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The classical economists were of the view that the supply of saving was determined by the rate of interest prevailing in the country. According to them, the higher the rate of interest, the larger is the saving and so less is the consumption.

Keynes disagreed with the above view. According to him interest is not the primary determinant of an individual’s saving and consumption decisions. It is primarily the individual’s real income which determines his saving and consumption decisions.

J.M. Keynes has developed two concepts of propensity:

(1) Average Propensity to Consume (APC).

(2) Marginal Propensity to Consume (MPC) to analyze the Consumption Function.

These two concepts of propensity, are now explained in brief:

## (1) Average Propensity to Consume (APC):

### Definition:

Average propensity to consume (APC) may be defined as:

“A ratio of total consumption to total disposable income for different levels of disposable income. It is calculated by dividing the amount of consumption by disposable income for any given level of income”.

### Calculation with Example:

For example, when nation’s disposable income is \$2,000 billion, consumption expenditure is \$1,500 billion, the average propensity to consumption is 1500/2000 = 0.75.

This shows that out of the disposable income of \$2,000 billion, 75% will be used for consumption purposes. The APC declines as income increases because the proportion of income spent on consumption decreases. The average propensity to consume spent on consumption decreases.

### Formula:

The average propensity to consume (APC) at any level of income is expressed in equation as C/Y. Here C stands for consumption Y for income.

### Diagram:

In the Fig.(30.2) income is plotted on OX axis and consumption along OY. CC curve represents the propensity to consume schedule. At point K, the average propensity to consume is equal to 0.62.

KL/OL = (C/Y) i.e., 2500/4000 or 25/40 = 0.62

APC implies a point on the curve C which indicates the ratio of income consumed. The C curve is made up of a series such points.

## (2) Marginal Propensity to Consume (MPC):

### Definition:

The concept of marginal propensity to consume (MPC) is very important in macro economics. J.M. Keynes has defined marginal propensity to consume (MPC):

“As the relationship between a change in consumption (ΔC) that resulted from a change in disposable income (ΔY)”.

### Formula:

It is found out by dividing change in consumption to a given change in disposable income.

### Calculation with Example:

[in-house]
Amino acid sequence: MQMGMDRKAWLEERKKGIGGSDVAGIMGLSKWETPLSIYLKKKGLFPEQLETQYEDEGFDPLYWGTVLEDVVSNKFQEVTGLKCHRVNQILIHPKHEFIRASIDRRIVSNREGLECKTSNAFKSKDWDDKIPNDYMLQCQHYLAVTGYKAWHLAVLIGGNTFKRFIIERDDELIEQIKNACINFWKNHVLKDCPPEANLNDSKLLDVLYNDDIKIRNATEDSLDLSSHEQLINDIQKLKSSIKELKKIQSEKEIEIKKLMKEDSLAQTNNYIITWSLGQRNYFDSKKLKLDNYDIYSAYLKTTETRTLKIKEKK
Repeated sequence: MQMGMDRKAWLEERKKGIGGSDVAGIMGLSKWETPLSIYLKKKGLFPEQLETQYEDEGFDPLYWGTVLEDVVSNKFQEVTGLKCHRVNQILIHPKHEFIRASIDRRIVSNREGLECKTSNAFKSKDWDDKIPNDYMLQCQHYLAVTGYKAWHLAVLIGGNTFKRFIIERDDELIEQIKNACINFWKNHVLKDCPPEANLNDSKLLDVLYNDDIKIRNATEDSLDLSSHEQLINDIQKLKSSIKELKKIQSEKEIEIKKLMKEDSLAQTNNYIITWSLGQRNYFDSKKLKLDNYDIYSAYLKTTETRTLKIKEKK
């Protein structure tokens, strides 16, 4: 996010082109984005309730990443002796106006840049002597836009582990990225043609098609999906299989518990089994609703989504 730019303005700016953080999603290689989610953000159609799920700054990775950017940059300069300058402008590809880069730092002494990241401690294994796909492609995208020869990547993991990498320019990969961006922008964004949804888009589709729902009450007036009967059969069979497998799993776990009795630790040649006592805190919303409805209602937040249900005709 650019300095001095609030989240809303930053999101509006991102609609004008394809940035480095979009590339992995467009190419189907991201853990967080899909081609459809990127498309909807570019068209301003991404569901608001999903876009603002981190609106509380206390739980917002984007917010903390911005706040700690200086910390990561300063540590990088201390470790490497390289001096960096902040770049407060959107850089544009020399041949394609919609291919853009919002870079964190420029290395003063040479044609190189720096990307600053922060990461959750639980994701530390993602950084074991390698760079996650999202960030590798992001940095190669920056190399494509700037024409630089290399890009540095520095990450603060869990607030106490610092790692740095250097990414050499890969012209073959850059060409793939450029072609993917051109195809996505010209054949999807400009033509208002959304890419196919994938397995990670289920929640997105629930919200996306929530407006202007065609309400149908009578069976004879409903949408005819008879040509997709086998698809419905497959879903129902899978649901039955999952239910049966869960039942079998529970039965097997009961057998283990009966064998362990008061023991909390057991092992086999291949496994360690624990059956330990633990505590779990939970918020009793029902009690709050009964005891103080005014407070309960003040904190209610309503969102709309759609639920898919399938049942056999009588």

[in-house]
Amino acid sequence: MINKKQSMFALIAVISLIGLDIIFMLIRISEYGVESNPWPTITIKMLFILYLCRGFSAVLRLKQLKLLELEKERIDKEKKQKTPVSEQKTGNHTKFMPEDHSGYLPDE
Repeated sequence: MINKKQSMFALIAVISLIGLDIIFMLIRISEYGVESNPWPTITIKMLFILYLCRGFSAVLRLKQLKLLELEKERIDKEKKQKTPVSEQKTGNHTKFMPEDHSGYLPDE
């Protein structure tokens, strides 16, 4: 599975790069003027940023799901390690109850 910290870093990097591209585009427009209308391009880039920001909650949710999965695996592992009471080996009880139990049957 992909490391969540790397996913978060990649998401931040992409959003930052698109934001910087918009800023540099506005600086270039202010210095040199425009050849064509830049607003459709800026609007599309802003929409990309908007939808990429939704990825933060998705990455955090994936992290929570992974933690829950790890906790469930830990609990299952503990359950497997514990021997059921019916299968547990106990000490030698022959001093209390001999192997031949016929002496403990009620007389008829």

Thus we make this concept clear by taking an example, let us suppose the disposable income rises from \$2000 billion to \$3000 billion (by \$1000 billion) and the consumption expenditure increases from \$1500 billion to \$2000 billion (by \$500 billion). The marginal propensity to consume (MPC) is:

ΔC/ΔY = 500/1000 = 1/2 = 0.5

All the concepts of consumption function are now explained whit help of schedule and a diagram.

### Schedule:

The reader can easily understand from the above schedule that with the increase in the disposable income, the propensity to consume decreases and conversely with a fall in income, the propensity to consume and the marginal propensity to consume increases.

### Diagram:

The consumption schedule can also be explained with the help of a curve which is given below:

In the figure (30.3), disposable income is measured along the horizontal axis OX and consumption along the vertical axis OY. Let us now draw 450 helping line from O to ON. If we take any point on the 450 helping line, income will be exactly equal to expenditure. The curve AG represents the income consumption schedule, indicating the propensity to consumer at various levels of income. Point A which is above 450 helping line, shows us that the expenditure is greater than its income.

This deficit in income can be converted either by borrowing or from the sale of assets. At point B, consumption expenditures exactly equal to disposable income and there is neither saving nor dis-saving. This point is known is as break even point.

From B onward up to G, the curve lies below the 450 helping line. This shows that the consumption expenditure is less than the disposable income. Net saving is measured by the distance from the propensity to consume curve up to 450 helping line.

For example, when the income is \$5,000 billion, the expenditure is \$3400 billion and saving \$1,600 billion.

Marginal propensity to consume (MPC) curve can also be illustrated from the very same figure. At point B, income is \$2,000 billion and is equal to expenditure, i.e., \$2,000. When income increases from \$2,000 billion to \$3,000 billion, consumption increases only by \$600 billion.

Now we move from point B towards right up by \$1,000 billion. BM line shows as the increases in income. Then we go vertically until we reach point K. MK line indicates addition made to the total consumption. It is equal to \$600 billion. So the marginal propensity to consume will be equal to \$600/\$1000 = \$6.